Every chapter of a novel is important but the first chapter has more work to do than any of the others. It has to do a host of things including introduce at least one character, hint at what sort of story you are telling and establish the setting. If your story isn’t taking place in the everyday world of today but in a different period of history, or a fantasy or future world, then just establishing the setting can be a major task.
The first chapter has to give the reader a lot of information, but in the right way. This is where the reader gets their first impressions of your story and your characters. Even more importantly if this is a debut novel, the reader is getting their first impressions of you as an author. Those first impressions really matter. This is when a reader decides whether or not you are a trustworthy guide to lead them on a journey through your story world.
Years ago I was at a writers group where someone read aloud the first chapter of the novel he was writing. During the discussion afterwards the author said something that I’ve always remembered. He said, “People have to keep reading until I choose to explain that in chapter five.” I was still very new to writing then but I instantly thought that those words were totally wrong.
People only have to keep reading a book in a few cases, such as where it’s required reading for school or college. The majority of readers are perfectly free to stop reading one book and choose another, or to do something else entirely. Teen readers in particular have lots of things competing for their attention. They are especially likely to abandon a book by a new author during the first chapter, because they’ve invested no time in the book, have no emotional link to the characters and have no previous experience to give them confidence in the author.
The first chapter has to introduce your story, it has to do it in a way that makes the reader want to keep reading and it has to build their trust in you as an author. Imagine the reader as a nervous passenger in your car. They’ve no experience of you as a driver, so they’re watching you suspiciously. If you start by driving through a red light they’re going to want you to stop the car and let them out. If you give them a smooth ride for a few minutes they’ll relax and start enjoying the journey.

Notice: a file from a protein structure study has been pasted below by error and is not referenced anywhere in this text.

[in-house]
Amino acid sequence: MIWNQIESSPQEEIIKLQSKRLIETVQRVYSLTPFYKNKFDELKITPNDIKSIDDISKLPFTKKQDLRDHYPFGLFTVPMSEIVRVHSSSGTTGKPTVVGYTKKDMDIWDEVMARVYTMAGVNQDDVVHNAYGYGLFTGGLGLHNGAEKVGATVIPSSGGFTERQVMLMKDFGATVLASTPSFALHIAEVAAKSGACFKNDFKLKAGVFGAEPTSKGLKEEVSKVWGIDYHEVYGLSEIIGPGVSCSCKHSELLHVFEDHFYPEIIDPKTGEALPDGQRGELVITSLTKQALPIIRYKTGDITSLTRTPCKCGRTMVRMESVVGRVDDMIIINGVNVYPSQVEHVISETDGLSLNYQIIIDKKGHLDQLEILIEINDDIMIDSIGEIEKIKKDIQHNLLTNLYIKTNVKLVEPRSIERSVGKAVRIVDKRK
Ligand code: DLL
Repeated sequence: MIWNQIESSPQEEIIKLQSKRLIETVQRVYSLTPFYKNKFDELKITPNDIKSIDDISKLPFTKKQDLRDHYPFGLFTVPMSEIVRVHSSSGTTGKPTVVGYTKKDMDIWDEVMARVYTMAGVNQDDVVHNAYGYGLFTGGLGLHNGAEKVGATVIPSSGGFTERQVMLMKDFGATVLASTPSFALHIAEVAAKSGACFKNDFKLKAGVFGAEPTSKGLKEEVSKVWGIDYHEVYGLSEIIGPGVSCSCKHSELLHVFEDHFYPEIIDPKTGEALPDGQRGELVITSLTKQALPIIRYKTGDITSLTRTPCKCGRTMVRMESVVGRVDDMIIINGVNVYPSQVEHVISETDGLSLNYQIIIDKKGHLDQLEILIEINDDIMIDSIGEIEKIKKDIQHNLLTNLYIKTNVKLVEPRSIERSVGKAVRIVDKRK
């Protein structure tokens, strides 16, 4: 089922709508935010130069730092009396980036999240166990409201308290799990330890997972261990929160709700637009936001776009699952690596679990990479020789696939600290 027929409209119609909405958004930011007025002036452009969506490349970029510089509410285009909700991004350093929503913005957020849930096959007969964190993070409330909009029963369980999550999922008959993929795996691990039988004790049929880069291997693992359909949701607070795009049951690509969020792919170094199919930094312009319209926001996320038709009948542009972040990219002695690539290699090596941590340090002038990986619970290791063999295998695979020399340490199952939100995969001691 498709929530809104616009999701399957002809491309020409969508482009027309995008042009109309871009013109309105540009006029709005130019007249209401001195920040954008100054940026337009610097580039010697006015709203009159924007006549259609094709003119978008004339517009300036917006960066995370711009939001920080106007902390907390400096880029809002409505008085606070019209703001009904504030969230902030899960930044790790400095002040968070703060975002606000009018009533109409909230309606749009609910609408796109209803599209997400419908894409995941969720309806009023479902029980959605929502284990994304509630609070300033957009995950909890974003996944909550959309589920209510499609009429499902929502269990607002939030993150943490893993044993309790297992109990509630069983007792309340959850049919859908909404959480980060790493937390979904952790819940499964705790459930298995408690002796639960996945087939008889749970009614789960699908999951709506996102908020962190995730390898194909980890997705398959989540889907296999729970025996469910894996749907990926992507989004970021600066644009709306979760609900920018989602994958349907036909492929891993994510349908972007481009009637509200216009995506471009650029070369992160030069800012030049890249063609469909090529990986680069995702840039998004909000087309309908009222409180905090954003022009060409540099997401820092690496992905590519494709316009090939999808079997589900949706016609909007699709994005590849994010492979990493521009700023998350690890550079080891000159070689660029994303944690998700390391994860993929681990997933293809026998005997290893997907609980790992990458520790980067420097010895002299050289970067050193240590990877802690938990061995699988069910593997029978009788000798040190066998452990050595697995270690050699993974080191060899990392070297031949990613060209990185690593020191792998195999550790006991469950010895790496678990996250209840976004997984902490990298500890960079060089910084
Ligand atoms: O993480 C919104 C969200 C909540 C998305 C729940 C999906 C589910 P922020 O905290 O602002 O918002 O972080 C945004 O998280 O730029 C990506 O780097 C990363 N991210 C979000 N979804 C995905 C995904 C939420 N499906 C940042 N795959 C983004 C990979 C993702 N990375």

This is why there is so much advice about how you shouldn’t start a book. There are certain things that are the writing equivalent of driving through a red light: instantly recognisable clichés that send alarm bells to the reader, starting with the weather, beginning with a scene that turns out to be a dream or having your character describe their appearance while looking in a mirror.
These appear at the top of every list of how not to start a book, and for good reasons. You can break any rule in writing if you do it well enough but you have to be an extremely good and original writer to carry off one of the major cliché beginnings without shaking the confidence of your reader.
The lists usually continue with other advice such as: don’t start with pure description, don’t start with a flashback and don’t start with your character alone in a room. Again there are good reasons behind all of these but they are about the potential difficulties of writing the scene. The reader, especially the teen reader, will get impatient with too much pure description. Flashbacks involve time jumps that can be confusing or irritating. A character alone in a room can be extremely boring.
If you believe one of these is the best way to start your story then you just have to dodge the potential problems that could annoy your reader and make it work. I started my debut novel, Earth Girl, with an angry girl alone in a room. It worked.
Janet Edwards’s author website: www.janetedwards.com
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